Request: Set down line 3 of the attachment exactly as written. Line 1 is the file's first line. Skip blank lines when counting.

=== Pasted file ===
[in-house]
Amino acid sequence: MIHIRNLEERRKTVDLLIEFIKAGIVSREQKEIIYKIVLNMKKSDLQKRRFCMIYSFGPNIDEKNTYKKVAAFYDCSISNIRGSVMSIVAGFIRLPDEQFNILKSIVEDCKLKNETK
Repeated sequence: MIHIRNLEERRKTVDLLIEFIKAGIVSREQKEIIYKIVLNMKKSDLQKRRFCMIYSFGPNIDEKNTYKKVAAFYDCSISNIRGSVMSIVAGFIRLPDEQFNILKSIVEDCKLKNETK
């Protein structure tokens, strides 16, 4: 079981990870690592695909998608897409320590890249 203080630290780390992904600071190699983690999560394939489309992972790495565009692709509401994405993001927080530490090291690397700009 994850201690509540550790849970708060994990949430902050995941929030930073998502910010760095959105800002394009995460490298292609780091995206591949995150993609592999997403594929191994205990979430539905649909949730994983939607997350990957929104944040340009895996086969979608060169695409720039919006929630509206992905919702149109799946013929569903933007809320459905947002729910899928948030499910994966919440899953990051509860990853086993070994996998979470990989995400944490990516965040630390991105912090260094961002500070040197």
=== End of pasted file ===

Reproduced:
Repeated sequence: MIHIRNLEERRKTVDLLIEFIKAGIVSREQKEIIYKIVLNMKKSDLQKRRFCMIYSFGPNIDEKNTYKKVAAFYDCSISNIRGSVMSIVAGFIRLPDEQFNILKSIVEDCKLKNETK